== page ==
Mount Sinai Experts Offer Tips on Prevention and Detection for Breast Cancer Awareness Month

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Mount Sinai Experts Offer Tips on Early Detection, Screening, Understanding Risks, and Personalized Treatment Options

Approximately one in eight women in the United States will be diagnosed with invasive breast cancer at some point in their lives, and an estimated 266,120 of them will receive that diagnosis this year.* However, on average, 90 percent of women diagnosed with breast cancer survive for at least five years, which is why early detection, screening, and personalized treatments are key when it comes to saving lives.**

Thanks to promising advances in precision medicine, improved screening technology, genetic testing, cutting-edge surgical techniques, and targeted and individualized drug therapies that continue to transform the field, women with breast cancer are living longer and more active lives. Mount Sinai has been at the forefront of this treatment evolution and is the first hospital in the United States to offer the latest clinical trial, the ASPIRE Trial, for patients with metastatic or advanced breast cancer.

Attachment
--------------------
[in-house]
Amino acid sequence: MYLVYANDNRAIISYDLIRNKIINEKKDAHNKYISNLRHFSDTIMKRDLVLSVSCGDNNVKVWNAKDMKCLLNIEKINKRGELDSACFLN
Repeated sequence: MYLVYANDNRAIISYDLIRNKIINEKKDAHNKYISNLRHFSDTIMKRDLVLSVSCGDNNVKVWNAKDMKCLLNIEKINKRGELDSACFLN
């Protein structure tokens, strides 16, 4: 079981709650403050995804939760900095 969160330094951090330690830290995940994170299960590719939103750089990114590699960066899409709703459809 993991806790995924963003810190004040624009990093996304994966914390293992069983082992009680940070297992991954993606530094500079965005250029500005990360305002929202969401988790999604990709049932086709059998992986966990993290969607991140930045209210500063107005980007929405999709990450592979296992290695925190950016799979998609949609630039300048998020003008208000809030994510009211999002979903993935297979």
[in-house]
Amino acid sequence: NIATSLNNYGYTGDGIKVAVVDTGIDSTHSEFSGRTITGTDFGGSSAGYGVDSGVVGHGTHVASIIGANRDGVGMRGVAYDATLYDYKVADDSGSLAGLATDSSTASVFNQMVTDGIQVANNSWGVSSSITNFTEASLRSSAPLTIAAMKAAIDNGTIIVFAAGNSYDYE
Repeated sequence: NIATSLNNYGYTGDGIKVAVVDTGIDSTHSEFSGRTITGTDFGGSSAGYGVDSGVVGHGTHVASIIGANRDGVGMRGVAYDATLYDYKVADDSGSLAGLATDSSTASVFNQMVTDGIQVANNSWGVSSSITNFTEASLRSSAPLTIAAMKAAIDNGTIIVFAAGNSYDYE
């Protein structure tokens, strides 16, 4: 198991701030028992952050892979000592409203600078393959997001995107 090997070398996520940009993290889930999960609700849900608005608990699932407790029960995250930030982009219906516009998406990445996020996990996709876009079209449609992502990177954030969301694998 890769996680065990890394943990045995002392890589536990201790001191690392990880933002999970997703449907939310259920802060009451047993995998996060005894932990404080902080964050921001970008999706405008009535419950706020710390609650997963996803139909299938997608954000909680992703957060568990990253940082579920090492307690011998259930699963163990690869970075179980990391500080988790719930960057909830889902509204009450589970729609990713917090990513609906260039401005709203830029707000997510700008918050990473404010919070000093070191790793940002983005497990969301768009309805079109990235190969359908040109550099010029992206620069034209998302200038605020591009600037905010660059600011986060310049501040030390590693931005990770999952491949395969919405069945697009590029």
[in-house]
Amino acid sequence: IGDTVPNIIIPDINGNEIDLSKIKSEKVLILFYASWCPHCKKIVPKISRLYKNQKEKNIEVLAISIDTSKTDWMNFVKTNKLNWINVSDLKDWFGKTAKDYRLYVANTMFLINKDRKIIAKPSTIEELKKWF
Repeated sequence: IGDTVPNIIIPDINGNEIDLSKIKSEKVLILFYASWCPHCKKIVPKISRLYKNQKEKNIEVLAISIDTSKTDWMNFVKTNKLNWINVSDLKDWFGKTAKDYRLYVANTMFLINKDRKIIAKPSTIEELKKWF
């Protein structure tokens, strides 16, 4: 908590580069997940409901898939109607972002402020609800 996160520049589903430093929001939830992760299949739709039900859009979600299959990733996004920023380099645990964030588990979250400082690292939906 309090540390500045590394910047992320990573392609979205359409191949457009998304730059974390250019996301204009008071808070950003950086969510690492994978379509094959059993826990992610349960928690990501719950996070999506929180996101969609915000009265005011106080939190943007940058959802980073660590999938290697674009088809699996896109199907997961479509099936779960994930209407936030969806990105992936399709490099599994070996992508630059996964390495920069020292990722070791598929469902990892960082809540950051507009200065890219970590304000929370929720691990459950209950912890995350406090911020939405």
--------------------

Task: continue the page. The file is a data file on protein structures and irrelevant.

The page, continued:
Mount Sinai experts are available to offer tips on early detection, screening, and new treatments.

Experts Available for Interviews

  • Susan K. Boolbol, MD, Chief of Breast Surgery, The Blavatnik Family – Chelsea Medical Center at Mount Sinai
  • Paula Klein, MD, Director, Cancer Clinical Trials, The Blavatnik Family – Chelsea Medical Center at Mount Sinai
  • Amy Tiersten, MD, Breast Oncologist, the Dubin Breast Center, The Mount Sinai Hospital